Rubio declared his candidacy in the special election and finished second in the Republican primary. This led to a runoff and a lot of hustling: He walked neighborhoods, knocked on doors and raised enough money to broadcast a few radio ads. In the end, he pulled off a minor upset, winning by 64 votes. It was the last time he faced a difficult race. The district was safe for Republicans, and voters sent him back to Tallahassee four times. Last year, term limits prevented him from running again.

As a young legislator, Rubio caught the eye of his elders. “He’s got all the tools,” says Jeb Bush, the former governor. “He’s charismatic and has the right principles.”

Rubio compiled a conservative voting record and started to climb the GOP’s leadership ladder, eventually becoming speaker of the House.

… Says Lindsay Harrington, a former speaker pro tem: “He has an amazing ability to deliver a message — when he gives a speech, you can hear a pin drop.”

That’s what observers say about Rubio, over and over again: He’s a first-rate communicator. “He has a gift,” says Larry Cretul, the current House speaker. “People love listening to him.” He certainly has a flair for one-liners. Cap-and-trade legislation, he says, “will do nothing but make America one of the cleanest Third World economies.” …

Behind the rhetoric and panache, there’s substance. When Rubio became speaker, he unveiled a plan to develop “100 innovative ideas for Florida’s future.” He and other officials traveled the state, holding “idea-raisers” with voters. The stated goal was to find ways to improve life in Florida without unduly increasing the size of government … Fifty-seven of the proposals were passed.

Rubio has heard suggestions, in public and private, that he should seek a different office. Rubio says he won’t budge: “I’m in this race to win. Many of the things that make America unique are threatened by politicians in Washington, D.C. We’re going to make irreversible decisions over the next four to six years. I want to be a part of correcting the course.”

The following Sarasota-Bradenton Republicans were members of the Host Committee Tuesday night for a Charlie Crist fundraiser.

Bob Beck
Carlos Beruff
Dee and Mike Bennett
Shirley and Jeff Boone
Chuck “Gator” Brown
Sandy and Vern Buchanan
Lisa Carlton and Rob Robinson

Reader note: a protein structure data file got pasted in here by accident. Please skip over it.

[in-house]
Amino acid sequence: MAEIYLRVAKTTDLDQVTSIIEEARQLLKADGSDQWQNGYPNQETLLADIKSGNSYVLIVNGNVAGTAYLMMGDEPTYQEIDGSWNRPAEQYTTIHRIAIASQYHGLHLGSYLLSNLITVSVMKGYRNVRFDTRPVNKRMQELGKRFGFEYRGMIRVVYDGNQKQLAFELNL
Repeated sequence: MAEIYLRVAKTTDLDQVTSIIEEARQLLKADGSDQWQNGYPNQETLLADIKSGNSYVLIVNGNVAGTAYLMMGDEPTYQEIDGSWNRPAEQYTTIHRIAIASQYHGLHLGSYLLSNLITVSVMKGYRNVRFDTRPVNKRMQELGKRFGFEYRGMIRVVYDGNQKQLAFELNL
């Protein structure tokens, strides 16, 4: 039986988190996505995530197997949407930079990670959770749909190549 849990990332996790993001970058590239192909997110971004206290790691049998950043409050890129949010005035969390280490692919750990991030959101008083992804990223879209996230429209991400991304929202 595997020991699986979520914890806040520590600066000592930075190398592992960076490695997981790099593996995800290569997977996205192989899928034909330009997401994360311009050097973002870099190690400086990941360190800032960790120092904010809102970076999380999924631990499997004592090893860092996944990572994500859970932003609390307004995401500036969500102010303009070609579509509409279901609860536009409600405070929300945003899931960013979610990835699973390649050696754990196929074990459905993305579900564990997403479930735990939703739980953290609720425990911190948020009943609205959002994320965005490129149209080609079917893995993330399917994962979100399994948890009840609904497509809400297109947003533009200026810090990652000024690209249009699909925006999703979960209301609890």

Natali and Moody Chisholm
Andrea and Jack Cox
Terri and Fred Derr
Nancy Detert
C.J. Fishman
Debbie and Dan Friedrich
Julie and Bill Galvano
Steve Harner
Donna Hayes
Shannon and Doug Holder
Amanda Edge and John Horne
Pat and Bob Johnson
Beth and Gary Kompothecras
Cathy Layton
Linda and Kumar Mahadevan
Blythe and Don McDonough
Carol and Hugh McGuire
Michelle and John McKay
Kirstin and Andy Minor
Danielle and Alex Moseley
Charlene and Pat Neal
Celeste and Mike Patete
Bettye and Michey Presha
Lynn and Ron Reagan
Christine and Eric Robinson
Will Robinson
Susanne and Henry Rodriguez
Denise and John Saputo
Susan Miller Kelly and Paul Sharff
David Shoemaker
Mary Slapp
Debbie and Brad Steube
Greg Steube
Gauvi and Daniel Suarez
Lori and Aaron Sudbury
Mary and George Thomas
Susan and Jim Tollerton
Evelyn Treworgy
Penny and Rual Verde
Leslie and Charlie Wells
Carmen and Alan Zirkelbach


Here’s a conservative and incomplete snapshot of the adverse economic effects of shutting down the Colony Beach & Tennis Resort’s operations:


• 230 rooms x 335 nights per year = 77,050 room nights per year
• 77,050 room nights x 65% occupancy = 50,082 net room nights per year
• 50,082 x $225 a night = $11,268,562 in gross room-night revenue per year
• $11,268,562 x (.04 bed tax + .07 sales tax) = $1,239,541 in tax revenue.

• 2 people x 2 meals a day ($20 breakfast + $90 dinner) = $110 a day
• $110 a day x 335 days = $36,850 a year for one couple
• $36,850 x 150 rooms (65% of the 230 rooms) = $5,527,500 in annual meal revenues
• $5,527,500 x .07 sales tax = $386,925 in tax revenue

This doesn’t take into account the purchases of booze, golf, tennis, boating, car rental, clothing, etc. Nor the effects of the income that no longer goes to support about 200 employees who no longer work at the Colony. Nor the effects on the value of surrounding properties.

Altogether: Everyone loses. 


Due to an editing error, in Sandy Gilbert’s My View column two weeks ago, “Town pension funds need further study,” the amount the town would have to pay to pay off the town’s entire unfunded liability was incorrectly reported. The amount should have said $25.6 million.